Final Project


This is my tribute to my Grandma Lou. I filmed this at her house in Lake Oswego, Oregon. This is a very personal project to me and has a purpose to evoke a feeling and a space. I hope you enjoy.

3-5 Sentence Final Project Summary

My Final Project is an Audio Visual video of a reflective trip through my late Grandma’s house. The video will consist of me trying to evoke a feeling by walking through the house and telling past events that happened there. Giving life to a place that will be left behind.

Final Project Description

For my Final Project, I’m going to try and create a visual audio story about my grandma’s house. She recently passed away and I wanted to honor her in one way or another. She lived in her that house for the majority of her life and my mother group up in that house. It is a really old house as it was built in the 1930’s. This make it super special and I thought it would be the perfect way to honor my grandmother. The main character of the story would be me as I am the one going through the house, but the focus of the story isn’t on me. The focus is on the house itself and how it was lived in for many decades but now is empty and lost to time. This gives me personally a melancholy feeling and I want to try and convey those emotions to the viewer. I am going to try and convey those emotions from using the house’s condition and its environment. For example, the house has very creaky floors. I want to make sure that I emphasis those floors to make the house feel old and used. As I am venturing through this house I’ll talk about certain memories in certain places, somewhat developing my character. That house if full of memories and feelings and I want to encaptures those memories and feelings within my work. That is my goal for the final project of DTC 354.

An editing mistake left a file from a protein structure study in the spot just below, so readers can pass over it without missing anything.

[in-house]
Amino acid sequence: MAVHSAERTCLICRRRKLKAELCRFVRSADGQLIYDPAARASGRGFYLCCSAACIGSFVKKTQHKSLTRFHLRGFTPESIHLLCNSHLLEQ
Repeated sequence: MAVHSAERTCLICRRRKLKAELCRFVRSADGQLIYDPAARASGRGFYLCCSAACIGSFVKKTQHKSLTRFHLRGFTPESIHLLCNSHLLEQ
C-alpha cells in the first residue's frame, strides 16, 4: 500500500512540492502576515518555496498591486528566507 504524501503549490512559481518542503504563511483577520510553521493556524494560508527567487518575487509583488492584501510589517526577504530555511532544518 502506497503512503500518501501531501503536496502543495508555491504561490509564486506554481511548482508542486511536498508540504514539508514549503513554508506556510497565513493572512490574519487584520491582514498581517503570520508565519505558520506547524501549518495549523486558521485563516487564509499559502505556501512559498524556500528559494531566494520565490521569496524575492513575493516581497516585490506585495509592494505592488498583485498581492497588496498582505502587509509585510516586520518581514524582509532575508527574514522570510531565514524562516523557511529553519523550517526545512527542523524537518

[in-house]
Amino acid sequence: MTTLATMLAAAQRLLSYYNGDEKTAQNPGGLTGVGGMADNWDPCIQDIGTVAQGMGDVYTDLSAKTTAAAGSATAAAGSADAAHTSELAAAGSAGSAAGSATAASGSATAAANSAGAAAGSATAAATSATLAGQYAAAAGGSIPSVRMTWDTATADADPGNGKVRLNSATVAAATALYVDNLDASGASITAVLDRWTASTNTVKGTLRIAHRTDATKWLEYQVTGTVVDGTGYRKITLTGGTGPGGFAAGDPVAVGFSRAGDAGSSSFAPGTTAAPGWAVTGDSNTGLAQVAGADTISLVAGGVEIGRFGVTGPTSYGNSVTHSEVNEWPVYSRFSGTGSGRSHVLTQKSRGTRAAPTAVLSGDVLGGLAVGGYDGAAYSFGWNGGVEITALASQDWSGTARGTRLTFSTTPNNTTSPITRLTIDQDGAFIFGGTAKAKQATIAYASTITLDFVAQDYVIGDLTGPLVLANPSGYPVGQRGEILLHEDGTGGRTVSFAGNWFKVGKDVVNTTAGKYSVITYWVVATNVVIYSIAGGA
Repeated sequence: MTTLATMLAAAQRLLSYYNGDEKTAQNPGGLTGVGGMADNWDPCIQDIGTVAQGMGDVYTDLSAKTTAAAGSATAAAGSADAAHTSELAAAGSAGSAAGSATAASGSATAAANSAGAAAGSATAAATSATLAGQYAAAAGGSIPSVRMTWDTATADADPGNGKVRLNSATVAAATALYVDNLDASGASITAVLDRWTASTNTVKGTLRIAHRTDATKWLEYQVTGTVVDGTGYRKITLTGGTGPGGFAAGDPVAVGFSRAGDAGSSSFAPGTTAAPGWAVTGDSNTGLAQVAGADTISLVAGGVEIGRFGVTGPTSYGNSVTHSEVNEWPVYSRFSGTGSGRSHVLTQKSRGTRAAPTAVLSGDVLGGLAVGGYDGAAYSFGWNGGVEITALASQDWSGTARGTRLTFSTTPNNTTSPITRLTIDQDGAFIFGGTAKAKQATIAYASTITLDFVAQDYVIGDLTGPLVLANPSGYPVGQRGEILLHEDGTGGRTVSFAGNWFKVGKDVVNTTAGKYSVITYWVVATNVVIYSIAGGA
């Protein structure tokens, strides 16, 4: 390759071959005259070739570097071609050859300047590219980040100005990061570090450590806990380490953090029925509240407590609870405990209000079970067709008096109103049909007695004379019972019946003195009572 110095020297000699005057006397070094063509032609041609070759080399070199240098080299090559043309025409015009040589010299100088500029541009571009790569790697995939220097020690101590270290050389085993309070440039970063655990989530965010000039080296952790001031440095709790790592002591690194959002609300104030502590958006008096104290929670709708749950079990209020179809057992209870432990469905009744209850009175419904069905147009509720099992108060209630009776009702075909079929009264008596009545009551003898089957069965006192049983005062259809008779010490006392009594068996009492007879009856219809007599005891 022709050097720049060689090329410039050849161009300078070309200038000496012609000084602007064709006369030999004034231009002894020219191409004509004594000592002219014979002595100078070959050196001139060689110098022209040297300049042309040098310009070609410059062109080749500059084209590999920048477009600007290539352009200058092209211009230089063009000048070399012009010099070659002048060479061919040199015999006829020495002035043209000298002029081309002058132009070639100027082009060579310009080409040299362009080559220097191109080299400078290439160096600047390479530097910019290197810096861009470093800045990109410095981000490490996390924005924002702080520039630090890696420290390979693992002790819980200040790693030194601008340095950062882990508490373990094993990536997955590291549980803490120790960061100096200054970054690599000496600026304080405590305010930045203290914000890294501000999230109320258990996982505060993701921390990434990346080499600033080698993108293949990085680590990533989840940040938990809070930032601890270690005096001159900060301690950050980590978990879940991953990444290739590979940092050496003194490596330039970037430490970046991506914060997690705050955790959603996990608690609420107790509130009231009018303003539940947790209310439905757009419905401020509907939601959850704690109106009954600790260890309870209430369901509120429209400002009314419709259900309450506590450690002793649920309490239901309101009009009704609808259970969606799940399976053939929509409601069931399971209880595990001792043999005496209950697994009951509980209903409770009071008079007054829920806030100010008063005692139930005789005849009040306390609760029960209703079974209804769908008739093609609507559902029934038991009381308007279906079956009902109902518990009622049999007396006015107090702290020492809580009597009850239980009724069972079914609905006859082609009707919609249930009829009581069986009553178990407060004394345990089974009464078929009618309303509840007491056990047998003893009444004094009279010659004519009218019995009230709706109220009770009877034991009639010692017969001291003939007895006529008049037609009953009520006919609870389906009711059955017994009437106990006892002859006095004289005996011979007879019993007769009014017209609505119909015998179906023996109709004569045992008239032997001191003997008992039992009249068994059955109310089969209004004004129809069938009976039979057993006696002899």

Story and Games